After last week’s Project Greenlight season premiere, I wondered whether producer Effie Brown would turn out to be the show’s sole voice of reason. The second episode suggests the answer to that question is a resounding “YUP.”
My query was prompted by a scene in which Matt Damon lectured the Dear White People producer on diversity, an incident that went down so poorly with viewers and critics that Damon has since apologized for his comments. But last night’s episode found Brown quite tactfully — and then a lot less tactfully — providing a reality check to a different delusional white dude: Season 4
director auteur Jason Mann.
The half-hour opens with Jason fretting, much as he did in the premiere, about making a gimmicky, mass-market comedy. “I have trepidation about the way this film might paint my career,” he says. Now, it’s easy to be irritated by Jason’s self-seriousness; I certainly found myself groaning about it at times. But let’s also appreciate that we could be watching some Hollywood-thirsty starfucker whose only ambition is to churn out Comedy Product, cash big paychecks, and snort coke off models’ various private parts. That alternative makes Jason’s uptightness, his prim preferences for health food and avoidance of caffeine, look downright endearing. (Although I have to give it to Marc Joubert for summing up Mann’s personality in the line of the episode: “Does Jason fart?”)
And, of course, the battle of Earnest Young Filmmaker vs. Hollywood Machine makes for compelling TV (even if HBO Films isn’t exactly a blockbuster factory). This week’s episode revolved around two main conflicts: the big, exciting possibility of producing Jason’s feature-length comedy script instead of some tepidly offensive prostitute-wedding garbage; and his silly, grating crusade to shoot the movie on film. As in the premiere, Effie Brown is on the right side of both debates, even if our hero doesn’t realize that yet.
Let’s start with the development that might just make the rest of the season worth watching: Jason gets to make his own film! This is a shocking twist, and one that couldn’t be more welcome. What’s kind of incredible is that it comes about thanks to none other than Pete Jones — the Greenlight Season 1 filmmaker who’s on board this time as a writer, and who Jason originally wanted to fire. In an attempt to guide Pete’s rewrite, Jason hands him a short called “The Leisure Class” and the script for a feature-length expansion of it. (A bit of the short makes it into the episode; here’s a slightly longer clip. Possibly it has a sort of Withnail feel to it.) But instead of merely taking inspiration from Jason’s screenplay, Pete decides it’s so good, they should just produce that instead.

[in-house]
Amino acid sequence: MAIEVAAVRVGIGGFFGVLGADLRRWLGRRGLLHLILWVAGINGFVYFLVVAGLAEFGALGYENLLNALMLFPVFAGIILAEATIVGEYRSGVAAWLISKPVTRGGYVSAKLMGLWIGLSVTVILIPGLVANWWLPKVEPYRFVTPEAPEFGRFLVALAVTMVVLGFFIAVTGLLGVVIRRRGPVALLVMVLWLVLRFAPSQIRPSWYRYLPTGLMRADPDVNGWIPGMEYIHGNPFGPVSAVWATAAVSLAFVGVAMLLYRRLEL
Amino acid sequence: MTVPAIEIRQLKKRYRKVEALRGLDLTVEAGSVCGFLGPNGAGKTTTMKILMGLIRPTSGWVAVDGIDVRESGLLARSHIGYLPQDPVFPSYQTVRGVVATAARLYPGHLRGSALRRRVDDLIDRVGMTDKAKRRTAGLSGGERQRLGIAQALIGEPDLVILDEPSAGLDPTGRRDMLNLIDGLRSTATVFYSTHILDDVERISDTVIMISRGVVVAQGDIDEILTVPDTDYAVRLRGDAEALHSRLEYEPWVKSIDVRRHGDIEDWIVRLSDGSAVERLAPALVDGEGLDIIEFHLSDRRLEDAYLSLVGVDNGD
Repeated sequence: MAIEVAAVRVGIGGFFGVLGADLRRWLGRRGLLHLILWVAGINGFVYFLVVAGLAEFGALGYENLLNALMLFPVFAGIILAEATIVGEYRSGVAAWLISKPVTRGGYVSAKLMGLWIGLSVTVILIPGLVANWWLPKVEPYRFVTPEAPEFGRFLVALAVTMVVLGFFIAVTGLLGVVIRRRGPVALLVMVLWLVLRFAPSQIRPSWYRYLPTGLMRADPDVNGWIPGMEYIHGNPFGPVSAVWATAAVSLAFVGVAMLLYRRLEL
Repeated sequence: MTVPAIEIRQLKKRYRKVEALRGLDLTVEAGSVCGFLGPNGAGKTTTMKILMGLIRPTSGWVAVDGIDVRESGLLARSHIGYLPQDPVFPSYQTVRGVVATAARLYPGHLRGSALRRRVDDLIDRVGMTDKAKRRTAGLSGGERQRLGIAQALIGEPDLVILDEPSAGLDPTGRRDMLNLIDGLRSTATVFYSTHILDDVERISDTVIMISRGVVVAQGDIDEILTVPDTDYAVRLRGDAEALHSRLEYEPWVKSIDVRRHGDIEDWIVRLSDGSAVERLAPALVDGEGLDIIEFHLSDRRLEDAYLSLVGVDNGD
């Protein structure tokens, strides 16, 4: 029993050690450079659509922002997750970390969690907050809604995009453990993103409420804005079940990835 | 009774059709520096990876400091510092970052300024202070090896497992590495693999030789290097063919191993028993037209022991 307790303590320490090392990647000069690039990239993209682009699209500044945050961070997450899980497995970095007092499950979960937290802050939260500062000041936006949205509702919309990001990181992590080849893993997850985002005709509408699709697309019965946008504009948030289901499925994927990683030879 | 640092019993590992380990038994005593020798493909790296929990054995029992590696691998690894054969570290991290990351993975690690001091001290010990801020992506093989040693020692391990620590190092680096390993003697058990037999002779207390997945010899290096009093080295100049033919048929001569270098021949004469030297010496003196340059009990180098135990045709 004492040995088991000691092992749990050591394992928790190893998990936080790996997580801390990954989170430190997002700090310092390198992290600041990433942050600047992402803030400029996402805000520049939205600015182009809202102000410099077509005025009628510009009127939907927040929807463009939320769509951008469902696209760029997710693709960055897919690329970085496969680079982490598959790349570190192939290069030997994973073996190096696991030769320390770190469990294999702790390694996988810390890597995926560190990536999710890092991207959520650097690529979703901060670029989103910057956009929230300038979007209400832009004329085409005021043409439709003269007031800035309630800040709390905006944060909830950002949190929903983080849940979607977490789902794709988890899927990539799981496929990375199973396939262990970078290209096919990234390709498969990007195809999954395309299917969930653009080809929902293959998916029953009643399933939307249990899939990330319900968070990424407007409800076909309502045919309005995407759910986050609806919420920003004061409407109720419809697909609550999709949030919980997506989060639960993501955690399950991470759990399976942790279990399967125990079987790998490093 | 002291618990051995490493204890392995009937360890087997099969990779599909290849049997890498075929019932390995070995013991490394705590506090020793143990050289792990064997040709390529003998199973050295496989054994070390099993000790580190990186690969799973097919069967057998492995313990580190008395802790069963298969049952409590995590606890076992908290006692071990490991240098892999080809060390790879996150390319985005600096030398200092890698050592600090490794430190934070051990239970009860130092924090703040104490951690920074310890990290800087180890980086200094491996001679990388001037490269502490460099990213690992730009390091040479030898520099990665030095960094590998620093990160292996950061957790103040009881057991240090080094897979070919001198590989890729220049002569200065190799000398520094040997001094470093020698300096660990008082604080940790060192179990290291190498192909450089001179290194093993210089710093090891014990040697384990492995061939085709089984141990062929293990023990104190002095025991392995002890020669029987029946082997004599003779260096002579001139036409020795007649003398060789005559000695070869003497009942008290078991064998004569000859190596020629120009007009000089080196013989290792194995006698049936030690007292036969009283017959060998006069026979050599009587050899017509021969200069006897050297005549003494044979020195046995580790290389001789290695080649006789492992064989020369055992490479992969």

At first, Effie and particularly Marc won’t hear of it. “Is this a fuckin’ joke?” Marc wants to know. But when Effie reads the script, she’s sold, too — probably in part because she’s far from thrilled with the movie she’s supposed to be making this season. “I feel like I do films that matter,” she says. “I’m not interested in seeing misogynistic or racist humor being put out in the media.” And so she becomes a great advocate for The Leisure Class, pitching it to Ben, Matt, and HBO. Everyone loves the idea, provided that Jason and Pete make extensive edits. There’s a bit of a panic when HBO’s Len Amato is unsatisfied with the initial revision — “I don’t see a story building,” he says — and the need for more script work delays Effie’s preproduction plans. Four hours after their extended deadline, following a meeting with Peter Farrelly (and his adorable dogs that unnerve Jason), they submit a rewrite that finally gets the greenlight.
Which brings us to the episode’s other big conflict: Jason would like to shoot his $3 million movie on film, rather than digital, even though the cost difference will eat up 10% of his budget and digital is becoming the industry standard anyway. He will not be swayed by the eminently capable Effie (her record: “I’ve never gone over budget, I’ve never gone over schedule, I’ve never failed”), even after she brings him to meet the nice, professional folks at the digital lab EFILM. Instead, he goes running to Matt and Ben, who wishy-washily support his vision and offer such platitudes as, “People who are helping you should be saying ‘yes.'”
Now, I also went to film school, and I understand that there’s a romantic allure to keeping things analog. But ultimately, insisting on film when your relatively small budget is already sure to be stretched isn’t protecting your art — it’s being naive, and bratty.
Though the film vs. digital question drops off the agenda while Jason is consumed with rewrites, he’s back on Effie’s case about it the moment The Leisure Class gets greenlighted. At this point, poor Effie is already having what she calls “my own silent panic” about HBO’s decision not to push back the production schedule, despite the delayed preproduction. And you’d think Jason would have started to trust her by now, seeing as she fought so hard for his screenplay. But when she puts her foot down — “You are not shooting on film,” bam! — he immediately starts sulking and questioning her commitment. This is a tantrum, it’s ridiculous, and Effie is absolutely right in her assessment of the situation: “Jason just graduated film school and won a contest. Jason has no idea what he’s in store for.” Neither do we, but here’s hoping it’s an overdue revelation about who his truest ally really is.